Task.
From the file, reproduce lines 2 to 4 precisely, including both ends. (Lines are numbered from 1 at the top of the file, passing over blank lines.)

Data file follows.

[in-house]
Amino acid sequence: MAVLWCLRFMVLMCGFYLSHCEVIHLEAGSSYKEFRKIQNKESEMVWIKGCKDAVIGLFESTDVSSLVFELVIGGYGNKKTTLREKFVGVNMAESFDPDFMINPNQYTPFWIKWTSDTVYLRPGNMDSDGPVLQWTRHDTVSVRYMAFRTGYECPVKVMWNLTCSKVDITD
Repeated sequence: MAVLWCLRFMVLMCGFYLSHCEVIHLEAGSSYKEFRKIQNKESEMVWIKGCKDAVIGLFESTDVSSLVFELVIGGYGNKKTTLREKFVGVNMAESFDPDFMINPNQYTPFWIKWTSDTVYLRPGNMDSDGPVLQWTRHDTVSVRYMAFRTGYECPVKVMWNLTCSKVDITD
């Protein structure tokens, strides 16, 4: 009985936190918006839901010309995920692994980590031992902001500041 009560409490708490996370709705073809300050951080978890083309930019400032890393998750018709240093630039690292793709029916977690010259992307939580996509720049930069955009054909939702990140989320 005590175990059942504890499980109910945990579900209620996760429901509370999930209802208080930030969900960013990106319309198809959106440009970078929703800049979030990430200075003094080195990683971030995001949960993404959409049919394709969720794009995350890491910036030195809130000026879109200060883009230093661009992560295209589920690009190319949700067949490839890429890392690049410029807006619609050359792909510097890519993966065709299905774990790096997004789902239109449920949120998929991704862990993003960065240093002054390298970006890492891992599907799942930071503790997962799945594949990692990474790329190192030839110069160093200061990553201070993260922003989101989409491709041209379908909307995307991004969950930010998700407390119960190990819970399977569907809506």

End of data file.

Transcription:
Amino acid sequence: MAVLWCLRFMVLMCGFYLSHCEVIHLEAGSSYKEFRKIQNKESEMVWIKGCKDAVIGLFESTDVSSLVFELVIGGYGNKKTTLREKFVGVNMAESFDPDFMINPNQYTPFWIKWTSDTVYLRPGNMDSDGPVLQWTRHDTVSVRYMAFRTGYECPVKVMWNLTCSKVDITD
Repeated sequence: MAVLWCLRFMVLMCGFYLSHCEVIHLEAGSSYKEFRKIQNKESEMVWIKGCKDAVIGLFESTDVSSLVFELVIGGYGNKKTTLREKFVGVNMAESFDPDFMINPNQYTPFWIKWTSDTVYLRPGNMDSDGPVLQWTRHDTVSVRYMAFRTGYECPVKVMWNLTCSKVDITD
């Protein structure tokens, strides 16, 4: 009985936190918006839901010309995920692994980590031992902001500041 009560409490708490996370709705073809300050951080978890083309930019400032890393998750018709240093630039690292793709029916977690010259992307939580996509720049930069955009054909939702990140989320 005590175990059942504890499980109910945990579900209620996760429901509370999930209802208080930030969900960013990106319309198809959106440009970078929703800049979030990430200075003094080195990683971030995001949960993404959409049919394709969720794009995350890491910036030195809130000026879109200060883009230093661009992560295209589920690009190319949700067949490839890429890392690049410029807006619609050359792909510097890519993966065709299905774990790096997004789902239109449920949120998929991704862990993003960065240093002054390298970006890492891992599907799942930071503790997962799945594949990692990474790329190192030839110069160093200061990553201070993260922003989101989409491709041209379908909307995307991004969950930010998700407390119960190990819970399977569907809506």